*albeit not all that entertaining

Monday, August 21, 2017

Total Eclipse of the Brain

The world of modern educational administration will probably not soon be accused by anyone who understands it as being overly bogged down by an insistence upon using common sense as any sort of a barometer. Anyone with much of a sense of awareness who has been in the public school system in the past fifteen years or so should be able to identify with this concept. I would suspect that such has been the case for far longer than fifteen years, but I cannot speak from personal experience with much authority about things that happened in the school systems before I was seven years of age. Likewise, the same might be fairly said of most private school systems, but because I spent only two of my kindergarten-through-twelfth-grade years in private schools of any kind, I cannot form valid conclusions about even the parochial system I attended for the two years I did not attend public schools, much less about private school education as a whole. I will, however,  speak with apologies to no one in terms of much of the madness I have seen with my own eyes.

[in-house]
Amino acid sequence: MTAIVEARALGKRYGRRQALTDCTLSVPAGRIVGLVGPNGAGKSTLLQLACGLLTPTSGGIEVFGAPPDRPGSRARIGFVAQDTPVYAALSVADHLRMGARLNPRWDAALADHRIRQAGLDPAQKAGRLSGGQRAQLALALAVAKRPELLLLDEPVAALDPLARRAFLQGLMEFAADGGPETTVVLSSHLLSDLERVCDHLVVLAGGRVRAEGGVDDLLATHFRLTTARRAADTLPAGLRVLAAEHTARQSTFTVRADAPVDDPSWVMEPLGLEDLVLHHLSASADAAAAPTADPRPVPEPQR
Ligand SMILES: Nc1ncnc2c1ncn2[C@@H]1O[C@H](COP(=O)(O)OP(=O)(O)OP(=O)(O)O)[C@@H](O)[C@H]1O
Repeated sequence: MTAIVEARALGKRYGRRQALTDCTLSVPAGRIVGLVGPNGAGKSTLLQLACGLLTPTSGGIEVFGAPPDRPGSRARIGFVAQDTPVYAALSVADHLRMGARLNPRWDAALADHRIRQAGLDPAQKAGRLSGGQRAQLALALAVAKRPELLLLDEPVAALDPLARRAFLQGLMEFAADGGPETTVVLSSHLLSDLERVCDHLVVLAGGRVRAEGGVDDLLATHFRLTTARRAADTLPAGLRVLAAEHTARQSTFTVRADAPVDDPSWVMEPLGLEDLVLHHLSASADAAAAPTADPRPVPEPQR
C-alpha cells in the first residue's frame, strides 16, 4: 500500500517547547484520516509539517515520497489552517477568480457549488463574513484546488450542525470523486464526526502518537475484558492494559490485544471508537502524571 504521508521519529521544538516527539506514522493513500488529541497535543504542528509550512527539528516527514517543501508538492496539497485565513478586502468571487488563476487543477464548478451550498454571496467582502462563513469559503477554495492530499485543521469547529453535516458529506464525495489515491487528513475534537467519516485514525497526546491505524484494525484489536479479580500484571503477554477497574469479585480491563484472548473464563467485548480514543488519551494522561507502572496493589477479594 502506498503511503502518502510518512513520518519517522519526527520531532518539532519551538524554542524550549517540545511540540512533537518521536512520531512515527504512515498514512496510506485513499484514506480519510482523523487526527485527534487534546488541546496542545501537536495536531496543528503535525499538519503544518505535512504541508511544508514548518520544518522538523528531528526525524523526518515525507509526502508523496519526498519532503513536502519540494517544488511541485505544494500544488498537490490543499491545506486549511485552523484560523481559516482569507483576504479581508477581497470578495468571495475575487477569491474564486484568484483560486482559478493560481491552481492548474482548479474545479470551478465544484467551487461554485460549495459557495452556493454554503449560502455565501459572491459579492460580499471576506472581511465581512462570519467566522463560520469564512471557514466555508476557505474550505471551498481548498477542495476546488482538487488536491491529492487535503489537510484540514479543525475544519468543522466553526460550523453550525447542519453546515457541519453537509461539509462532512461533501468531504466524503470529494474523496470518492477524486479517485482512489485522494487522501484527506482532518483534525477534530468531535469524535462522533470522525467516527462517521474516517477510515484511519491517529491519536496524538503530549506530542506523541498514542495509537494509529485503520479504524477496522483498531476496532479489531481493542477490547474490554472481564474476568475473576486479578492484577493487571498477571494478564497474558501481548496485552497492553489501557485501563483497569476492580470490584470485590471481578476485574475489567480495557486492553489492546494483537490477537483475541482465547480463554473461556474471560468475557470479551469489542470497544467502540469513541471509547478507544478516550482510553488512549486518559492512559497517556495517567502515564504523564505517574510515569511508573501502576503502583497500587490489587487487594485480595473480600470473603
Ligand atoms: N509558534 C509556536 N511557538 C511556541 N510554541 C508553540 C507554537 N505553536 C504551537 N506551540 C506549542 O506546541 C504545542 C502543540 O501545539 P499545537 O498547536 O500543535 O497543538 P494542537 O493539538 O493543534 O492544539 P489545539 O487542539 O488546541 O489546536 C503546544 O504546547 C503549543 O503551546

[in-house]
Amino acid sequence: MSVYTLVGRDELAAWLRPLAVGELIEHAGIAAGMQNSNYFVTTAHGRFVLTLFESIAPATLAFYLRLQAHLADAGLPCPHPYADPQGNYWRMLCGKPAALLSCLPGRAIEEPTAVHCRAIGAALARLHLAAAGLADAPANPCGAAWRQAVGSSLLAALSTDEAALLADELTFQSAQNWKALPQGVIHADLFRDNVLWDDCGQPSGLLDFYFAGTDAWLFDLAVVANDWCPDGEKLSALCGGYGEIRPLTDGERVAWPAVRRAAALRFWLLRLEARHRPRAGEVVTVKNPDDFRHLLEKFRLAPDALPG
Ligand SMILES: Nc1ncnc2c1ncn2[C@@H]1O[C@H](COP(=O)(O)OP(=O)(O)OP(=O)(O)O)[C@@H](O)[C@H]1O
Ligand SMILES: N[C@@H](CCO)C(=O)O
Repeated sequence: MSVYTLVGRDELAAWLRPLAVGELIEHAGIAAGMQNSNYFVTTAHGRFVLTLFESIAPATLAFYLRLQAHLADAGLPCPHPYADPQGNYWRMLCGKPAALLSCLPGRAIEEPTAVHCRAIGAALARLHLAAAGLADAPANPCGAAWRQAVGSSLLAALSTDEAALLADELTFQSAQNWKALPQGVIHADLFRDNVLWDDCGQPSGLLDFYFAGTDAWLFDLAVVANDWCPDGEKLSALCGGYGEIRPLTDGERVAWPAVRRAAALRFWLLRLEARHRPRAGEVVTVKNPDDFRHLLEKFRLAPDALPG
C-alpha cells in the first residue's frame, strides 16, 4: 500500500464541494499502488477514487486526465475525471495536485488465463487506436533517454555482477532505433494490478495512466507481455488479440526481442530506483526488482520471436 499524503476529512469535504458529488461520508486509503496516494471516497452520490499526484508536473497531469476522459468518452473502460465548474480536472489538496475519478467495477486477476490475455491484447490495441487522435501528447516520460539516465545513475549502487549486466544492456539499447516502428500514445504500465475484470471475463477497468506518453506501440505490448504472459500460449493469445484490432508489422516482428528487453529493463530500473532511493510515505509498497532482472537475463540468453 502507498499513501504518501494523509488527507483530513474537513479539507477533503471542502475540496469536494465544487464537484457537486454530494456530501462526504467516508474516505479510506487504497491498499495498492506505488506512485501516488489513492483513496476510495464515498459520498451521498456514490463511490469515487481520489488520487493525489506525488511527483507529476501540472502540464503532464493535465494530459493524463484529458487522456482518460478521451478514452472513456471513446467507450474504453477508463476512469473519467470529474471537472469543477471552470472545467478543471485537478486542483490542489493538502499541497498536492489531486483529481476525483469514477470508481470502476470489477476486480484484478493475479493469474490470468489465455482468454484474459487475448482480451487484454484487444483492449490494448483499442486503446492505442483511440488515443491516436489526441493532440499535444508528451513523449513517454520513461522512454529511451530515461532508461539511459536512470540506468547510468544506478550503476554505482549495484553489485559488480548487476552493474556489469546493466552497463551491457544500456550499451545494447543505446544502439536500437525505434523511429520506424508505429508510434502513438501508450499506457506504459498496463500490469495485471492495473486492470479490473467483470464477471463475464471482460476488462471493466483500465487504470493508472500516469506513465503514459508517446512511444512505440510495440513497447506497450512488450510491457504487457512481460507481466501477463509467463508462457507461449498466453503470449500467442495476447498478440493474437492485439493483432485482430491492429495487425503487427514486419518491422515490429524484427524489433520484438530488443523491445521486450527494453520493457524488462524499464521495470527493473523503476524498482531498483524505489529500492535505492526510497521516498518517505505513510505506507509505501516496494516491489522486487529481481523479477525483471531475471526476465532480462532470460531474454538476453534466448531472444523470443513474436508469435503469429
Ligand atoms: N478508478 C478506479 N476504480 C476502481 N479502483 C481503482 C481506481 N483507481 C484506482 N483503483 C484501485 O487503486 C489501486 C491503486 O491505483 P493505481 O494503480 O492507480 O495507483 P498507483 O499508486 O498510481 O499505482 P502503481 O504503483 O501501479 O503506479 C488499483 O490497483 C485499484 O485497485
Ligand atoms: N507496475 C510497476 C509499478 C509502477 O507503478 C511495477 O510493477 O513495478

A mid-sized school district that I attended very briefly and in which I worked even more briefly as a substitute teacher has a superintendent who would be described as cautious. Caution with regard to other people's children entrusted to one's care is generally a good thing. School district personnel are charged with acting in loco parentis, or in place of the parent. The welfare of children should be first and foremost in the minds of school personnel in dictating policy.